The small community of Ballinskelligs has always maintained a deep-rooted relationship with the sea. The farm holdings were very small and incomes mainly earned by fishing. It was the main driving force of the community.
There is little documentary evidence of fishing in Ballinskelligs prior to the 16th century when the English Civil Service became established and from when state papers were available. With the positioning of the various monasteries in the early and middle ages fishing must have been widespread. If one considers the Skelligs for example, the monks must have been able to support themselves by fishing.
The early mainstay of the Southern Fisheries was based on the pilchard. (Denis O’Driscoll Lecture 18.4.94)
Sir William Petty introduced the Seine net into Kenmare and Ballinskelligs Bay’s where he conducted Pilchard Fisheries for a number of years.
Petty erected Fish Palaces all over the South coast. In Ballinskelligs Petty operated a Pilchard curing station in 1875. The remains of the building locally called ”pailiseisc” may in fact be a successor of Petty’s fishery. Folklore also tells us of a fish palace at the McCarthy Tower House, when it was taken over by the Sigersons.
The Pilchard fishing season was from July when the fish were most oily to December. The Purse Seine net concept which was introduced to Ireland around 1615 most likely came from Cornwall. The curing and preservation of pilchards was an essential adjunct to the pilchard fishing and gave considerable employment to coopers, carpenters in the area. Around 1688 the pilchards vanished and there seems to have been a general 20 year cycle in the pilchard fishery for a time after that. They were especially plentiful around 1730 to 1745. As the catches of pilchard vanished the seine boats concentrated on fishing other shoaling species such as mackerel, herring and sprat.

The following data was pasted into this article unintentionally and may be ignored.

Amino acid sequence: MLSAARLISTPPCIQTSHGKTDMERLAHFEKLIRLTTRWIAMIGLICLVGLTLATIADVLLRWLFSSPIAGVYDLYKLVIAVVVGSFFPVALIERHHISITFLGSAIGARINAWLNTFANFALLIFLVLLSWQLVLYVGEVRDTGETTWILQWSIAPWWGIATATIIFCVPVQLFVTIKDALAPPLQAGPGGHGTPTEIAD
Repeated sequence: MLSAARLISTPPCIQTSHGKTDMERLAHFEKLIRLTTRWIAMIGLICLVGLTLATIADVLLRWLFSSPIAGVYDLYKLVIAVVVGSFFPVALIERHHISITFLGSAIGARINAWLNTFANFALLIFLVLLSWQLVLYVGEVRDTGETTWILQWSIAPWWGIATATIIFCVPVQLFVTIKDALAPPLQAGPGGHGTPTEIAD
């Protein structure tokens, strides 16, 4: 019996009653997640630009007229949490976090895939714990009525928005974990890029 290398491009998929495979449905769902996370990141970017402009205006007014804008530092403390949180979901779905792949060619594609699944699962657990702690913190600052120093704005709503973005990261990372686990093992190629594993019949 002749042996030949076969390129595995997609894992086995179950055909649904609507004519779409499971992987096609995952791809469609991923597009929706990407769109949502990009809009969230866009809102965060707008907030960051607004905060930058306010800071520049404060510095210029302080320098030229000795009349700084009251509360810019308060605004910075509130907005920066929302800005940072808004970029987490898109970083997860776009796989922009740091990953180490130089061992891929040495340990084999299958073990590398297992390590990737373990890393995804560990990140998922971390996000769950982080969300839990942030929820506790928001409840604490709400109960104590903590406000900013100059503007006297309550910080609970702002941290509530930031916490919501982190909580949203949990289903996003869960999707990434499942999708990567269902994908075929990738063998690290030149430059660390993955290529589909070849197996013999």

The end of the 1700’s and early 1800’s was a period of prosperity, decline and revival in the fisheries following each other very closely. The end of the 18th century was a great time for bounties with different Acts establishing and regulating them. At first the bounty was given for all deep sea fishing but it was then revised to fish for curing only.
Under the bounties, the number of men employed in the fisheries in Ireland increased from 36,159 in 1820 to 64,000 in 1829. (bounties of £87,080.00 being paid that year) This created an artificial selling price and there was a complete collapse when the bounties stopped in 1829.
The Purse Seine net concept appears to have remained unchanged for several hundred years up to the end of the Mackerel Fishing era. (Pilchards in the South of Ireland) Cork and Kerry Arch Society 1946.
The Seine boat was the traditional fishing craft of the Iveragh Peninsula. Seine boat fishing was only carried out in the Iveragh peninsula. A rich and vibrant tradition is associated with the art of Seine fishing, one of the most ancient fishing techniques in the world. The small community of Ballinskelligs have always maintained a deep-rooted relationship with the sea, often a relationship of dependency and survival. Despite the decline of the fishing Seine boat over the last century, the tradition of Seine boat racing is still as popular as ever throughout the Iveragh peninsula. The story of the Seine boat is centre to the social, cultural and economic history of the people of Iveragh and is an important facet of our rich heritage.